proving the claim.

In conclusion, we obtain from (??) via (??) and Hilbert™s Theorem 90 a canon-

ical bijection

H 1 F, O+ (A, σ, f )

Q+ (A, σ, )/∼

(29.38) ←’

where the equivalence relation ∼ is de¬ned by the action of A— , i.e.,

[a] ∼ [a ] if and only if [a ] = gaσ(g) for some g ∈ A— .

§30. GALOIS COHOMOLOGY OF ROOTS OF UNITY 413

§30. Galois Cohomology of Roots of Unity

Let F be an arbitrary ¬eld. As in the preceding section, let “ = Gal(Fsep /F )

be the absolute Galois group of F . Let n be an integer which is not divisible by

char F . The Kummer sequence is the exact sequence of group schemes

( )n

(30.1) 1 ’ µn ’ Gm ’ ’ Gm ’ 1.

’’

Since H 1 (F, Gm ) = 1 by Hilbert™s Theorem 90, the induced long exact sequence in

cohomology yields isomorphisms

2

H 1 (F, µn ) F — /F —n and H 2 (F, µn ) nH (F, Gm ),

where, for any abelian group H, n H denotes the n-torsion subgroup of H. Since

H 2 (F, Gm ) Br(F ) (see (??)), we also have

H 2 (F, µn ) n Br(F ).

This isomorphism suggests deep relations between central simple algebras and the

cohomology of µn , which are formalized through the cyclic algebra construction in

§??.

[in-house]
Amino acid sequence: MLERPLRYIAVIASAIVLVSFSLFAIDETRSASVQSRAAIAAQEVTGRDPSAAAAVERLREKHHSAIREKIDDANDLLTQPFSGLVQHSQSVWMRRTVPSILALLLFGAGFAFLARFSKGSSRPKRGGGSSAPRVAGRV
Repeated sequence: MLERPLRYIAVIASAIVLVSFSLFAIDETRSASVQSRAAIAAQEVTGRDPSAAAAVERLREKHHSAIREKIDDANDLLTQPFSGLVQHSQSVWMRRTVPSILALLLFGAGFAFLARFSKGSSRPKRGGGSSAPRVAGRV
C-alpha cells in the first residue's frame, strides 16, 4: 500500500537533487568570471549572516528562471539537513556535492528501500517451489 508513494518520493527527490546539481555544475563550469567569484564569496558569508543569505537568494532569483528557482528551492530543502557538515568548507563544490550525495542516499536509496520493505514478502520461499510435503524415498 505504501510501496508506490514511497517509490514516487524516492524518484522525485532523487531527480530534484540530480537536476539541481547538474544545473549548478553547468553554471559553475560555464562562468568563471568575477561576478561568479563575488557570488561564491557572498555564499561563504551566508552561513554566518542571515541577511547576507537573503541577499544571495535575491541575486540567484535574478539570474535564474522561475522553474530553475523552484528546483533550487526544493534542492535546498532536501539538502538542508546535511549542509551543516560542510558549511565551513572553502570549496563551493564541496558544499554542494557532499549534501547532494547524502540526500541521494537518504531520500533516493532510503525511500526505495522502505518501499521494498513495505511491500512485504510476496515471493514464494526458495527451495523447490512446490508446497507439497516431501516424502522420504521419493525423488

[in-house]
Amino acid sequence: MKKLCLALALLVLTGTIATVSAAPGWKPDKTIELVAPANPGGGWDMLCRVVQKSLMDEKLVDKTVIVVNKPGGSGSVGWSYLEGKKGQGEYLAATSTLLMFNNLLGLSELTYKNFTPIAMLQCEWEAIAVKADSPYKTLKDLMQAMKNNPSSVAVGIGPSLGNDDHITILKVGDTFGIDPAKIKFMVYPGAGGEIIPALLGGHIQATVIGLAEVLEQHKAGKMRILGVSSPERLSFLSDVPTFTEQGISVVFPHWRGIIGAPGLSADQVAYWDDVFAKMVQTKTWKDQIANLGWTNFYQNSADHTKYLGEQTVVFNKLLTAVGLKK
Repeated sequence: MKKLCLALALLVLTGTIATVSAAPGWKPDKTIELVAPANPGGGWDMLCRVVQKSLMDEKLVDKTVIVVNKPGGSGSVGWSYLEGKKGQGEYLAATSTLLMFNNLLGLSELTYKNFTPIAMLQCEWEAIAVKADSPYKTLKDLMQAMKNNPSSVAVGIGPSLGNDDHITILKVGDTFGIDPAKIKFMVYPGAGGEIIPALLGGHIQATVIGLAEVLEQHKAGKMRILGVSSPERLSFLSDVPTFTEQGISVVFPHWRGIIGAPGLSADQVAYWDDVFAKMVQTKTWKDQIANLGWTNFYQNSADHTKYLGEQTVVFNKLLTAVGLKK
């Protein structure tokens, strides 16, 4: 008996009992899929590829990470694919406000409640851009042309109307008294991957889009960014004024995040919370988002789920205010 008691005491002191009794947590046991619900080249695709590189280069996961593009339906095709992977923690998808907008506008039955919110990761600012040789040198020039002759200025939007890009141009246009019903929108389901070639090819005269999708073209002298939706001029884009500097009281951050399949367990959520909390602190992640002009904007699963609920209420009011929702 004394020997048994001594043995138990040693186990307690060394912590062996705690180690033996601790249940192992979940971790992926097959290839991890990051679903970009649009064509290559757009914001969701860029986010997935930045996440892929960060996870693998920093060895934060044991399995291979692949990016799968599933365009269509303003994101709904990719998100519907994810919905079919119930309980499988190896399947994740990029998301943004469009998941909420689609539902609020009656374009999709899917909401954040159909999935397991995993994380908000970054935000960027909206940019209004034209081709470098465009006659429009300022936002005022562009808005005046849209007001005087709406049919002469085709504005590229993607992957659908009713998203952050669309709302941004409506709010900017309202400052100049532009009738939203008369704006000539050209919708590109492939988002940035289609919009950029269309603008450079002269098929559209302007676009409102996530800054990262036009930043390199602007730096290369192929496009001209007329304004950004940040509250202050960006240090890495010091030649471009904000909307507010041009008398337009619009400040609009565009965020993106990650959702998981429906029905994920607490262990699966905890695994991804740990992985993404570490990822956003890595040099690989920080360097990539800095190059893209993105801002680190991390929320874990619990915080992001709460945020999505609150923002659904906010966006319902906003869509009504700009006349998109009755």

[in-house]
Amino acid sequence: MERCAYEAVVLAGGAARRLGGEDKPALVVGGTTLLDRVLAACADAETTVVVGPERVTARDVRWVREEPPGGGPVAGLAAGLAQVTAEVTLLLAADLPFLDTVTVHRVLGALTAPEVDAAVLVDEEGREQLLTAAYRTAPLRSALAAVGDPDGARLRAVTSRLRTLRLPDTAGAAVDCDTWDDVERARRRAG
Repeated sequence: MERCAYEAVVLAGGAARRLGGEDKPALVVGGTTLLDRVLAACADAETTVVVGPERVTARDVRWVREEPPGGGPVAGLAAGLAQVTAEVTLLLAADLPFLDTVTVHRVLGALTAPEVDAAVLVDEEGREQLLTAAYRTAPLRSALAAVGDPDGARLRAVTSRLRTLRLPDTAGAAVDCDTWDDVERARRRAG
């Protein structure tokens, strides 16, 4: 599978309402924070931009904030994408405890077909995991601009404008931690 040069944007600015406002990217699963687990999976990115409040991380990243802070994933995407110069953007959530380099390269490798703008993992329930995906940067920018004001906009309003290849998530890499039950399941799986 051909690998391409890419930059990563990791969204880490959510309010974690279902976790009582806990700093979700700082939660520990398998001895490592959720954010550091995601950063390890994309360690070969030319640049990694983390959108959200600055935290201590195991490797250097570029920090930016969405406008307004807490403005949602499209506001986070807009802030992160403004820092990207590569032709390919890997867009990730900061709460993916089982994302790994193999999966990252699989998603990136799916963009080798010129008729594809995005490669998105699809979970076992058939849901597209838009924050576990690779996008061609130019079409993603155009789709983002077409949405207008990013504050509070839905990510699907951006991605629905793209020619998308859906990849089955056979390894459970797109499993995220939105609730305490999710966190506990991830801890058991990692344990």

If char F = 2, we may identify µ2 —µ2 with µ2 through the map (’1)a —(’1)b ’

(’1)ab and de¬ne a cup product

∪ : H i (F, µ2 ) — H j (F, µ2 ) ’ H i+j (F, µ2 ).

For ± ∈ F — , we set (±) ∈ H 1 (F, µ2 ) for the image of ±·F —2 under the isomorphism

H 1 (F, µ2 ) F — /F —2 .

The following theorem shows that the Galois cohomology of µ2 also has a

far-reaching relationship with quadratic forms:

(30.2) Theorem. Let F be a ¬eld of characteristic di¬erent from 2. For ± 1 , . . . ,

±n ∈ F — , the cup product (±1 ) ∪ · · · ∪ (±n ) ∈ H n (F, µ2 ) depends only on the

isometry class of the P¬ster form ±1 , . . . , ±n . We may therefore de¬ne a map

en on the set of isometry classes of n-fold P¬ster forms by setting

en ± 1 , . . . , ±n = (±1 ) ∪ · · · ∪ (±n ).

Moreover, the map en is injective: n-fold P¬ster forms π, π are isometric if and

only if en (π) = en (π ).

Reference: The ¬rst assertion appears in Elman-Lam [?, (3.2)], the second in

Arason-Elman-Jacob [?, Theorem 1] for n ¤ 4 (see also Lam-Leep-Tignol [?, The-